Last November, I took the plunge and converted both my Dell Inspiron E1505 (notebook) & my (homebrew) desktop to Ubuntu Linux. I was just reading the article that I wrote describing the conversion, here. After almost a year of using Linux, I have grown much more comfortable with it.
Althought I still use the VirtualBox VM to do occasional Windows tasks, I finally gave up and created a Windows partition and now do dual boot when I need REAL windows. That allows me to OBJECTIVELY compare my XP installation’s speed and usability with Ubuntu. I have to say that there is still a VERY noticable difference. And, Ubuntu is my favority by far!! It looks better & runs better than Windows XPpro. And, when I need a new software package, it is only a few keystrokes away. Almost every software you need, in order to do ANYTHING on Linux, is available FOR FREE on the Internet.
You can check out the current version of Ubuntu at http://www.ubuntu.com/ where you can download the latest version as an .iso file. Then use your CD Burner to burn the iso image to a CD. Place the CD in your computer, turn it off – then back on again and (in most instances), Ubuntu will offer a menu – whether you want to install the software or just run it from the CD without writing to your hard disk. If you choose the later, be aware that it will run MUCH slower off of the CD than it will when you install it on your hard disk.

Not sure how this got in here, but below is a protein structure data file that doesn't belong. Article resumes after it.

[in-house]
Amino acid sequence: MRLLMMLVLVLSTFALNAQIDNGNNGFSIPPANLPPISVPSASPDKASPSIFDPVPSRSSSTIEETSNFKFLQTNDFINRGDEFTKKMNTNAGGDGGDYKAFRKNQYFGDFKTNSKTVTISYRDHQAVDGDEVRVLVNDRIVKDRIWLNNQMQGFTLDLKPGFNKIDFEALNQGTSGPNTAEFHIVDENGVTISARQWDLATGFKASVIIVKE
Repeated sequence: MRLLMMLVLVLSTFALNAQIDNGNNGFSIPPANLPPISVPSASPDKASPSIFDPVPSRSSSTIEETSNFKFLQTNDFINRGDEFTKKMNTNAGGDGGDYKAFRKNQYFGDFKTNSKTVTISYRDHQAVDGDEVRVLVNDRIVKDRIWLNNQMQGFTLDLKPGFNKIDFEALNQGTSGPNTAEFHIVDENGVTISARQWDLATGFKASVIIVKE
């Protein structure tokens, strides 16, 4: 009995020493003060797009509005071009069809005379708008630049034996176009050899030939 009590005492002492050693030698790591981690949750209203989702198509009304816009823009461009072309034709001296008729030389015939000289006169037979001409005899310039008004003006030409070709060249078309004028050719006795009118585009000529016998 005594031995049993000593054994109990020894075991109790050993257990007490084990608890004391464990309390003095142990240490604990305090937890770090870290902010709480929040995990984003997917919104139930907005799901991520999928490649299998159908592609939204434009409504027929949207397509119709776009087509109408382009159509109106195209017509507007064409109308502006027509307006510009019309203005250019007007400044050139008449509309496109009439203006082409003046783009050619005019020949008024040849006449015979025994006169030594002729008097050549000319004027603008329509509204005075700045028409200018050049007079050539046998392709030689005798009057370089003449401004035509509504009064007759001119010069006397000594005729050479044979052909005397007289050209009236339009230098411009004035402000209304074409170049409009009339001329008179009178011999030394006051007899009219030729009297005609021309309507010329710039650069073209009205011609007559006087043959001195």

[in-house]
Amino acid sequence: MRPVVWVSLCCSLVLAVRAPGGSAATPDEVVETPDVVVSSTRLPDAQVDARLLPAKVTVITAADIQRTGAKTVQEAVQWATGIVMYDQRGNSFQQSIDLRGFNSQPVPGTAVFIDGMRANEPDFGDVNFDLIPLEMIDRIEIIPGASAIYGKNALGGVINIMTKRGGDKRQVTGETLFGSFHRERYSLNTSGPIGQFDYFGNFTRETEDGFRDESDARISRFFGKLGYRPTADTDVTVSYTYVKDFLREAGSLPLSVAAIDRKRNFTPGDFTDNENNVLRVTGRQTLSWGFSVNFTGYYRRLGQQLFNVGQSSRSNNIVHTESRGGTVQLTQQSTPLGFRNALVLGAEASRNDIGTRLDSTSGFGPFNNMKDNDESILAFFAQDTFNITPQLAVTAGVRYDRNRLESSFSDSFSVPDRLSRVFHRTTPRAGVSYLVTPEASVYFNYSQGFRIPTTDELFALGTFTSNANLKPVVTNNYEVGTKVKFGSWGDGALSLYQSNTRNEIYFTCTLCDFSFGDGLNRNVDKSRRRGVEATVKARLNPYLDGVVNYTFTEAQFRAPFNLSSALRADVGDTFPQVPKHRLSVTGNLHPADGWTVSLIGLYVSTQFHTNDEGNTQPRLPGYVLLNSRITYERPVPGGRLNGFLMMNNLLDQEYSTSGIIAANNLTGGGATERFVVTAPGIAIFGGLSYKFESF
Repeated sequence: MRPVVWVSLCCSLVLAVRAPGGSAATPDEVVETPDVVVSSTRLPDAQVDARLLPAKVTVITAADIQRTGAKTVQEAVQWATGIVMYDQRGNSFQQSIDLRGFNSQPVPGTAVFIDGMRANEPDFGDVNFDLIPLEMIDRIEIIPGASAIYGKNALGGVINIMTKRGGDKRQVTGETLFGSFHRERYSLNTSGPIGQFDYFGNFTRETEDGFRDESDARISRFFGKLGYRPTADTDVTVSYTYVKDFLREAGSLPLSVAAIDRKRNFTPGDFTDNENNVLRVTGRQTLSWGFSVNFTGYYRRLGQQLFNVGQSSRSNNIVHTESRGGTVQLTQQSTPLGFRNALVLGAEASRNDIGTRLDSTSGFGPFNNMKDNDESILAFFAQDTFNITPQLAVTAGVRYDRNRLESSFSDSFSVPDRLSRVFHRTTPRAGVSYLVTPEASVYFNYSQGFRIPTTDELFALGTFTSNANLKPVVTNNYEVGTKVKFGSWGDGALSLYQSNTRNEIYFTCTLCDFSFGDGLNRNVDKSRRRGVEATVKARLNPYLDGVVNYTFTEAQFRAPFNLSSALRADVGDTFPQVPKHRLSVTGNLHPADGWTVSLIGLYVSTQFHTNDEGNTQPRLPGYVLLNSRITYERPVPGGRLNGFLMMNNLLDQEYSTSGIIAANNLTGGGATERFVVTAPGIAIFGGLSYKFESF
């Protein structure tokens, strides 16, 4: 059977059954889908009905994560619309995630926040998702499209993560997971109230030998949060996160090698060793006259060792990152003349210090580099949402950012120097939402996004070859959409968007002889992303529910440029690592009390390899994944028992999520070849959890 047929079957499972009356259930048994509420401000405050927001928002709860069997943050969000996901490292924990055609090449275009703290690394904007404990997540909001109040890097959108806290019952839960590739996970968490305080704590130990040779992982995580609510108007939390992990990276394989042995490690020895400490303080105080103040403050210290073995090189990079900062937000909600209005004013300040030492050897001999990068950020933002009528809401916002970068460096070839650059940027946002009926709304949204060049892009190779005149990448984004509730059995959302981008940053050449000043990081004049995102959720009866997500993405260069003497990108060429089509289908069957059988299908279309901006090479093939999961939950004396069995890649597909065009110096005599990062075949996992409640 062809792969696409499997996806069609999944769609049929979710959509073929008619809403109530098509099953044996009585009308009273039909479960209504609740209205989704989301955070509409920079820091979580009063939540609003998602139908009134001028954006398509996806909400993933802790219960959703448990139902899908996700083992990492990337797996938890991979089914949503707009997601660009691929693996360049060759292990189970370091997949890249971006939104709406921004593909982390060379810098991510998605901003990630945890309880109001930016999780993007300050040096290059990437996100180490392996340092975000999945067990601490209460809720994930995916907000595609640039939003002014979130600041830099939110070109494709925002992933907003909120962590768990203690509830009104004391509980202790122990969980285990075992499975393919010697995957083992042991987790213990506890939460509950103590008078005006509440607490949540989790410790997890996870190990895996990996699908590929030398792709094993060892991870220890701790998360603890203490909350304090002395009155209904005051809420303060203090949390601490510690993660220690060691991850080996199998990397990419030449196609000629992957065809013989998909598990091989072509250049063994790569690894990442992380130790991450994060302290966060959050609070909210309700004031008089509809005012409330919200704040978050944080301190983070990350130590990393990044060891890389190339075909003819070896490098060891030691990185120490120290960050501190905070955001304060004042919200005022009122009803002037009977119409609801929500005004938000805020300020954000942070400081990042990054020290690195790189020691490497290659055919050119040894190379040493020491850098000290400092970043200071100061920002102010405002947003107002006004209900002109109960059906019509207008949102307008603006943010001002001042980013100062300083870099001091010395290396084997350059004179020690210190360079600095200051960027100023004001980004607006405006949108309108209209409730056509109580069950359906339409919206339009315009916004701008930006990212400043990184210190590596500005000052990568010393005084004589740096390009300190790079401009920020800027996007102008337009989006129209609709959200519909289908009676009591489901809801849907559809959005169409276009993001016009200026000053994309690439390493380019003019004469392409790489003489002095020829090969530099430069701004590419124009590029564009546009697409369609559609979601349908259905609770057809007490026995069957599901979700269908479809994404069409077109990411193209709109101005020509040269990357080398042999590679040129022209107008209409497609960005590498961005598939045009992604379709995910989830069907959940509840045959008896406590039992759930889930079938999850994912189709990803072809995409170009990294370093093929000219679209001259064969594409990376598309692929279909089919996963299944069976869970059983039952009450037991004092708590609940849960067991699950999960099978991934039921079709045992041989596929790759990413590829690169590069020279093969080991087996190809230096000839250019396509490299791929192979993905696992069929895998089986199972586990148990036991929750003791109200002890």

If (should I say “WHEN”) you decide to install Ubuntu, you can choose whether to dual boot (choose at boot time if you want to load up Windows or Linux) or not. If so, Ubuntu will install in the unused portion of your hard drive – leaving Windows untouched. Almost nothing is absolutely certain so I highly recommend that you back up any important data, but I have yet to read about anyone who tried this and wasted their Windows stuff. The installation is all graphic-based and, after answering a few questions, it will just work. About 15-20 minutes later, you will be booting into Ubuntu for the first time! Congratulations.
Although Linux is pretty intuitive, there are some things that you will have to learn to do differently than how it worked in Windows. Most things are pretty easy to discover but, when you get lost, just “google” your question and it will almost certainly be answered online! I converted my daughter’s netbook to Ubuntu and she loves it. She has yet to ask my how to do anything. She just figures it out!
Remember… With Windows, almost everything is VERY expensive and the end result is proprietary. With Apple, everrything is even MORE expensive and MORE proprietary. With Linux, everything is FREE & OPEN Source. You have to SEARCH to find something in Linux to pay for (other than business level support).
My next Operating System (OS) change? I just cannot wait until a carrier in my area (hear me AT&T?) carries a AFFORDABLE smartphone with the Android (Linux for the phone) OS!